YouTube, the user generated video site, has caved in to pressure from Senator Joe Lieberman, so has laid down the law on videos that depict violence and terrorism. A statement on YouTube’s Community Guidelines page announced the changes:
“While it might not seem fair to say you can’t show something because of what viewers theoretically might do in response, we draw the line at content that’s intended to incite violence or encourage dangerous, illegal activities that have an inherent risk of serious physical harm or death. This means not posting videos on things like instructional bomb making, ninja assassin training, sniper attacks, videos that train terrorists, or tips on illegal street racing.”
Serious stuff. YouTube spokesperson Chris Dale commented on the change, “We at YouTube regularly review our policies and update them if we feel we can do an even better job of communicating with our users or if we find that there is content we feel may not be adequately addressed. As our blog post on the updated Community Guidelines made clear, we’re always trying to keep pace by creating policies that reflect innovative new uses of YouTube and the diverse content posted by users every day.”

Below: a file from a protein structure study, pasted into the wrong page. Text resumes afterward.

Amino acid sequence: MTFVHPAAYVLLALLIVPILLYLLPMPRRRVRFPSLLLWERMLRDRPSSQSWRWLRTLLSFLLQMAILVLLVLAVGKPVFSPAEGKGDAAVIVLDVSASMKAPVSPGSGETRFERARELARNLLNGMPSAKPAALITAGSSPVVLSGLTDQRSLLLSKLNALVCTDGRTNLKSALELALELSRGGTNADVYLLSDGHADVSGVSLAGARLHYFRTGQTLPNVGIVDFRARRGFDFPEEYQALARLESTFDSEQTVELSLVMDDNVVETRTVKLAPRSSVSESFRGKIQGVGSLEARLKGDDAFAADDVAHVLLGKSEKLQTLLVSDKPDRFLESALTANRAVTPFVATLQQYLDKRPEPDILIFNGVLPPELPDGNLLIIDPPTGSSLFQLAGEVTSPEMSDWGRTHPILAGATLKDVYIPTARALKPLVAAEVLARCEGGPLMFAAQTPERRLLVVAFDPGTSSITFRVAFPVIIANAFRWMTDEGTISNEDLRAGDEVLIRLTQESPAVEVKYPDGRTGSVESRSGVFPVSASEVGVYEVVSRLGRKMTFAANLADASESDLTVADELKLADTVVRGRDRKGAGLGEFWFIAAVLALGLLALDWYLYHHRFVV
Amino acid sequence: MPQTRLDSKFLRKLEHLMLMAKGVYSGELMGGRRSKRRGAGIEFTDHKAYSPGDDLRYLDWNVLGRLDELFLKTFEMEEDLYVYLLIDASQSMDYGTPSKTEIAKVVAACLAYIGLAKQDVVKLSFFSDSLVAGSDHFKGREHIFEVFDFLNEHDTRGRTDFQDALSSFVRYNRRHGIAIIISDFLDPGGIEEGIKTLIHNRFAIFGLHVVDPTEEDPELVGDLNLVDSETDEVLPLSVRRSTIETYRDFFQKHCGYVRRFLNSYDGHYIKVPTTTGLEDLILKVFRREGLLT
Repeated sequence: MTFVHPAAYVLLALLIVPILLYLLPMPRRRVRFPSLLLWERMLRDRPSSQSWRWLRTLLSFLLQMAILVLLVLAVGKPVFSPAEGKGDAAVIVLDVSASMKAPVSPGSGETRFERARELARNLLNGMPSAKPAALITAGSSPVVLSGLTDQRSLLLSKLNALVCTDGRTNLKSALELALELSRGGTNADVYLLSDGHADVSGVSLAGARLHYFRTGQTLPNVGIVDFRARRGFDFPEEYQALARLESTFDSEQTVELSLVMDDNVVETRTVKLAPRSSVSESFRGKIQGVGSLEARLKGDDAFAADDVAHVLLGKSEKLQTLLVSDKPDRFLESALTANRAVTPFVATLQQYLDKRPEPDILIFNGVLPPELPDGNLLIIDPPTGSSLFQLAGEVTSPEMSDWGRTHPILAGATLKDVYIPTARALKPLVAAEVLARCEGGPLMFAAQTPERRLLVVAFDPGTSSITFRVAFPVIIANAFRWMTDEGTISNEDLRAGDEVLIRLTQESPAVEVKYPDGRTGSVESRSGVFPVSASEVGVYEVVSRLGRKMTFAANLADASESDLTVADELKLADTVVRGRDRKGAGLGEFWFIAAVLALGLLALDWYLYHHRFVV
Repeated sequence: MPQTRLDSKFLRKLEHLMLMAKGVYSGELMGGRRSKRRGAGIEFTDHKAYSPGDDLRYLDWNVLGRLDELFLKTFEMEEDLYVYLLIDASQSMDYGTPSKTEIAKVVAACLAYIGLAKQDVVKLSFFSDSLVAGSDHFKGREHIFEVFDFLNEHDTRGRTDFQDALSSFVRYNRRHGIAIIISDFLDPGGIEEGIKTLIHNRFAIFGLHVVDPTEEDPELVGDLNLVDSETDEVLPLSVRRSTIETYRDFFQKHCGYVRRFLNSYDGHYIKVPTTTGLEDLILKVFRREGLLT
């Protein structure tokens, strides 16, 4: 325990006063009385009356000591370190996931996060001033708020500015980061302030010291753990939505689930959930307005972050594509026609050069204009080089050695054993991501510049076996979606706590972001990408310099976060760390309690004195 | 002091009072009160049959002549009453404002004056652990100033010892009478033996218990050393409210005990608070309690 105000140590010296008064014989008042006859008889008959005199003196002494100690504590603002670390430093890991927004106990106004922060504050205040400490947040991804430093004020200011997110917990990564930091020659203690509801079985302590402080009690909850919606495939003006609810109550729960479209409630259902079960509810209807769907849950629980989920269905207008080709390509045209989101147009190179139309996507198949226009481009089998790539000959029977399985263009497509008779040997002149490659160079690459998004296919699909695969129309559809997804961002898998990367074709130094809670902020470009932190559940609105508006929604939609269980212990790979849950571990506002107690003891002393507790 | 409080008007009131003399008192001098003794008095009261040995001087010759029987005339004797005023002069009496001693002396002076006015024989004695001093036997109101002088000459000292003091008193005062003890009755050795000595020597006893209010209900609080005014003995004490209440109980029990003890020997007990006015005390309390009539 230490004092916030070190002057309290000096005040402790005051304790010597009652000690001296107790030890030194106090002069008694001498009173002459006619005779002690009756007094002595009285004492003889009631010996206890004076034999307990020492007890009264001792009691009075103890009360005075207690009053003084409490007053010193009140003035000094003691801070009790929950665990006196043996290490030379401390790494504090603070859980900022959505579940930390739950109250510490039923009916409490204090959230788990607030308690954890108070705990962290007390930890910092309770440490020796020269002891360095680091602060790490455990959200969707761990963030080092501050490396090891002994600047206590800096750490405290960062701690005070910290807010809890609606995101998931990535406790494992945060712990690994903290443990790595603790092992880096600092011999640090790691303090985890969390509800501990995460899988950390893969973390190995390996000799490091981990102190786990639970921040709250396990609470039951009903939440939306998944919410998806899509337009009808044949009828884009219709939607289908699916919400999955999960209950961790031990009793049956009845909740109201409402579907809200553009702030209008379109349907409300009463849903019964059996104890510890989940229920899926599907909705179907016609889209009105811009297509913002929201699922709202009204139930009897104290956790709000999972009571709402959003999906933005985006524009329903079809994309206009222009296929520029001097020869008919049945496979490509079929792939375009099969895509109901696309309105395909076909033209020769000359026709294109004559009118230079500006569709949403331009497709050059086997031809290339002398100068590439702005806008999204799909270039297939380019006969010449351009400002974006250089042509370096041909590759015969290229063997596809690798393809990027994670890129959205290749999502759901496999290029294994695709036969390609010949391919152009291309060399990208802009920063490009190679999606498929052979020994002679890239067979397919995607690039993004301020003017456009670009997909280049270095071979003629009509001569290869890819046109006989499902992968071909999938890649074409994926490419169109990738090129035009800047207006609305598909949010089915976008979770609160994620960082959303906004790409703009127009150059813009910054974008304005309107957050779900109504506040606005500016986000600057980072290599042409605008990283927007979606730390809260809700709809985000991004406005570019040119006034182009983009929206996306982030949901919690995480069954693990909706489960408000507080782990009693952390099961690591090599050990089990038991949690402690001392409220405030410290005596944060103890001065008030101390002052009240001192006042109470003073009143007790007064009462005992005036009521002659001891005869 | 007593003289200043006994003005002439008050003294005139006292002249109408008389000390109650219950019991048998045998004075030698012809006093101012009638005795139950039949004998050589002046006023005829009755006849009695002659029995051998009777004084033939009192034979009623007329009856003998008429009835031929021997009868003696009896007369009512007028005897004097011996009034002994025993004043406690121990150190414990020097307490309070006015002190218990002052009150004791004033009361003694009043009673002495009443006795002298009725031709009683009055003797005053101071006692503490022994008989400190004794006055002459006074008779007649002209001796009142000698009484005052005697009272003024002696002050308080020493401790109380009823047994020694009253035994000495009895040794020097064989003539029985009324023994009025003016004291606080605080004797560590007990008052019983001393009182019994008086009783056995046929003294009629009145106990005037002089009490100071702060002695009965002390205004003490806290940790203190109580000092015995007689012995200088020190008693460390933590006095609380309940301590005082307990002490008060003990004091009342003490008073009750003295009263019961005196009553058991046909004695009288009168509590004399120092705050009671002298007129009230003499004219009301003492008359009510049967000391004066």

Earlier this year, the senator claimed that al-Quaida terrorists and other extremist cells were using YouTube to disseminate training videos and propaganda, encouraging violence against America. At that time, YouTube claimed that due to the sheer volume of content added to the site each day, it was impossible to monitor everything, but it stressed that violent videos were not allowed. Lieberman, however, claimed YouTube kept these violent video on the site, citing the First Amendment and freedom of speech.
“YouTube certainly has a right to set its own terms of service,” John Morris, general counsel for the Center for Democracy and Technology said “If it wants to prohibit these videos, most of which are not illegal in any sense, it can do so. But this action and Sen. Lieberman’s protests about this kind of video are not going to do anything to keep these videos off the Internet. They are widely available elsewhere.
“As an effort by Sen. Lieberman to suppress these videos, it will be wildly unsuccessful.”
Morris said that not all inflammatory or dangerous speech is constitutionally protected, and most states have laws prohibiting the incitement of violence.
“If I go out on a street corner and yell to passersby that they should go and kill the mayor of my city that would not be illegal speech. Nobody would look at that speech and think I expected people to go do that,” he said. “If I said those exact same words in a meeting of my gang in my city, and I’m a gang leader and I am saying the exact same words in a meeting that’s being called to discuss what our next action is, then that might actually be illegal.”